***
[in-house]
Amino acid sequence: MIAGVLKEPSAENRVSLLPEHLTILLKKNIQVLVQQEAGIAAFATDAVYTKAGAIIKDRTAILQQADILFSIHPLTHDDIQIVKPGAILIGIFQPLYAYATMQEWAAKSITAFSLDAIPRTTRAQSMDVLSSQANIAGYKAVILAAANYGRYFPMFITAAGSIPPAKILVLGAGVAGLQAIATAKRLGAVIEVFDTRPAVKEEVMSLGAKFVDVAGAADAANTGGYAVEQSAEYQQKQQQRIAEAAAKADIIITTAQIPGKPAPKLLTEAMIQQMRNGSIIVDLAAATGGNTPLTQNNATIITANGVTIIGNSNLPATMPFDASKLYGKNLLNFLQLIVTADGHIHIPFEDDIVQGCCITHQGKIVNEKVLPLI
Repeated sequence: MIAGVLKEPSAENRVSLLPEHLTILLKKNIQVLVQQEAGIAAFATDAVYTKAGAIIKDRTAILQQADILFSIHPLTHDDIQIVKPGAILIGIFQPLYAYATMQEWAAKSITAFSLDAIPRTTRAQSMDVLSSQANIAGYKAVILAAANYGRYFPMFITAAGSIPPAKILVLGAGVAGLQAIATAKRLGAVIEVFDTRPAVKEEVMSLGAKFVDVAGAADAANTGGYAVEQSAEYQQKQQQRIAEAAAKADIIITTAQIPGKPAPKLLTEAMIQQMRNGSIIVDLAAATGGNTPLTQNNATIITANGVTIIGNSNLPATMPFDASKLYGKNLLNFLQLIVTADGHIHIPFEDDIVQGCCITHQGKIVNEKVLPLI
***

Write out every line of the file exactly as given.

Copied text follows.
[in-house]
Amino acid sequence: MIAGVLKEPSAENRVSLLPEHLTILLKKNIQVLVQQEAGIAAFATDAVYTKAGAIIKDRTAILQQADILFSIHPLTHDDIQIVKPGAILIGIFQPLYAYATMQEWAAKSITAFSLDAIPRTTRAQSMDVLSSQANIAGYKAVILAAANYGRYFPMFITAAGSIPPAKILVLGAGVAGLQAIATAKRLGAVIEVFDTRPAVKEEVMSLGAKFVDVAGAADAANTGGYAVEQSAEYQQKQQQRIAEAAAKADIIITTAQIPGKPAPKLLTEAMIQQMRNGSIIVDLAAATGGNTPLTQNNATIITANGVTIIGNSNLPATMPFDASKLYGKNLLNFLQLIVTADGHIHIPFEDDIVQGCCITHQGKIVNEKVLPLI
Repeated sequence: MIAGVLKEPSAENRVSLLPEHLTILLKKNIQVLVQQEAGIAAFATDAVYTKAGAIIKDRTAILQQADILFSIHPLTHDDIQIVKPGAILIGIFQPLYAYATMQEWAAKSITAFSLDAIPRTTRAQSMDVLSSQANIAGYKAVILAAANYGRYFPMFITAAGSIPPAKILVLGAGVAGLQAIATAKRLGAVIEVFDTRPAVKEEVMSLGAKFVDVAGAADAANTGGYAVEQSAEYQQKQQQRIAEAAAKADIIITTAQIPGKPAPKLLTEAMIQQMRNGSIIVDLAAATGGNTPLTQNNATIITANGVTIIGNSNLPATMPFDASKLYGKNLLNFLQLIVTADGHIHIPFEDDIVQGCCITHQGKIVNEKVLPLI